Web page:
Army chief to brief Senate on security tomorrow

Islamabad –  Chief of Army Staff Gen Qamar Javed Bajwa and Director General Military Operations Maj-Gen Sahir Shamshad Mirza will brief the Senate on Tuesday (tomorrow) on emerging national security paradigm for Pakistan with respect to recent high-level visits and ensuing developments.

According to a notification issued by the Senate Secretariat on Sunday, the in-camera briefing to the Whole Committee of the House will be held at 10 am in the parliament building, and it has been arranged to help enable the Upper House to prepare guidelines in the light of emerging regional realities and the role of the United States.

The Committee of the Whole House was formed in August on a motion by the leader of the house “to prepare policy guidelines in the light of emerging regional realities and the role of the US”.

This is the first time in Pakistan’s parliamentary history that an army chief will give a briefing to the Senate over the country’s security situation and the region. In the past military leadership used to give briefings to parliamentarians in the joint sittings of the parliament.

Regional security situation following US President Donald Trump’s decision of recognizing Jerusalem as Israel’s capital and Saudi Arabia’s initiative of Islamic Military Counter-Terrorism Coalition (IMCTC) were also likely to be discussed at the meeting.

Gen Bajwa is also likely to take the Senate committee into confidence over US Secretary of State Rex Tillerson’s recent visit to the country.

The vital in-camera meeting of the committee, encompassing the whole Upper House of parliament, had been scheduled for 10 am on Tuesday.

According to the notification: “Director General Military Operations (DGMO) Maj-Gen Sahir Shamshad Mirza will also brief the House alongside the army chief.”

The meeting is expected to devise a strategy over “the emerging national security paradigm for the country with respect to recent visits/developments”.

The move apparently comes after senators from both sides of the aisle asked the government last week to take the parliament into confidence over Pakistan’s role in the Saudi-led 41-nation counter-terrorism coalition.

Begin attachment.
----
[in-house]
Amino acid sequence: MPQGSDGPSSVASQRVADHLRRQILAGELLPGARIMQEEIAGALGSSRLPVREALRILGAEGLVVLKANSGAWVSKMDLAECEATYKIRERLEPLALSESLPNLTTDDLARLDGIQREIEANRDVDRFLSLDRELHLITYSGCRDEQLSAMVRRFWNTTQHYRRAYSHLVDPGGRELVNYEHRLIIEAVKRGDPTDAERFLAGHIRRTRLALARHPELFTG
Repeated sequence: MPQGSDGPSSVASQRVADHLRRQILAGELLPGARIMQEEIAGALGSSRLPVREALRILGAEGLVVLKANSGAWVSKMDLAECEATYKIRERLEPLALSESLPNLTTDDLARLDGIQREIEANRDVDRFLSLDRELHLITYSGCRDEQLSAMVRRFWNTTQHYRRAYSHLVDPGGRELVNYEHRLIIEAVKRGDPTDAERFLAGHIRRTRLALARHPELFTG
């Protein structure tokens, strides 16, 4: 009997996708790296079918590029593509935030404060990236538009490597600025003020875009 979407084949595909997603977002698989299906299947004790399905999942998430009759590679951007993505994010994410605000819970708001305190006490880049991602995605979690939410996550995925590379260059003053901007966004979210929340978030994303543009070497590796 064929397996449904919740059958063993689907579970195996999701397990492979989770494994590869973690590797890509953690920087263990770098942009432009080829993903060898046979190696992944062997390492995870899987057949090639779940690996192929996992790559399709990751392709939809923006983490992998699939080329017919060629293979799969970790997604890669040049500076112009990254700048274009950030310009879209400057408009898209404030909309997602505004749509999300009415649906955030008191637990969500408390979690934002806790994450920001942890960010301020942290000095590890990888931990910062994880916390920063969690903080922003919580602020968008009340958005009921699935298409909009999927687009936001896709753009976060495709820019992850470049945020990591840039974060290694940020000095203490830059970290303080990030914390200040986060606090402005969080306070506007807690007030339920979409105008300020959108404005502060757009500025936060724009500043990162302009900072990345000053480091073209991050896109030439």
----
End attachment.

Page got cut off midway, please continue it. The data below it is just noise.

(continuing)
By and large, all the senators were of the view that Pakistan should send its troops for the defence of holy places in Saudi Arabia, but should not send them for fighting against any other Muslim country.

“Why the defence minister who had attended the inaugural meeting of the IMCTC has not taken the House into confidence,” some of the senators lamented and demanded from the government to share details of the IMCTC’s terms of reference (ToRs) with the parliament.

Pakistan Peoples’ Party Senator Farhatullah Babar said a few months ago that the then defence minister Khawaja Asif had assured the House that the ToRs for participation in the alliance would be placed before the Senate before taking any decision.

Senator Babar said the military commander of the coalition has also been quoted as saying that the coalition encompasses four key areas – ideology, communications, counterterrorism financing and fighting terrorism besides carrying out other international security and peacekeeping efforts.

He was of the view that each of these areas, particularly the one relating to ideology, would have far-reaching consequences for Pakistan.

Senate Chairman Raza Rabbani had endorsed the standpoint of Senator Babar saying Khawaja Asif, who is now the foreign minister, had assured that the Senate would be taken on board before joining any venture with the Saudi-led military alliance.

The 41-nation alliance was first announced by Saudi Arabia in December 2015. But key countries such as Iran, Syria and Iraq were not invited to join it, something that reinforced fears that the Saudi initiative was meant to target certain countries.

The army chief will take the House into confidence about the military diplomacy that entails his recent visit to Iran and the visits of US Defence Secretary Gen Mattis and Deputy Defence Minister of Saudi Arabia early this month. The military leadership will also share insight with the senators about the recent developments, especially happenings in Afghanistan, having a direct bearing on Pakistan’s national security.

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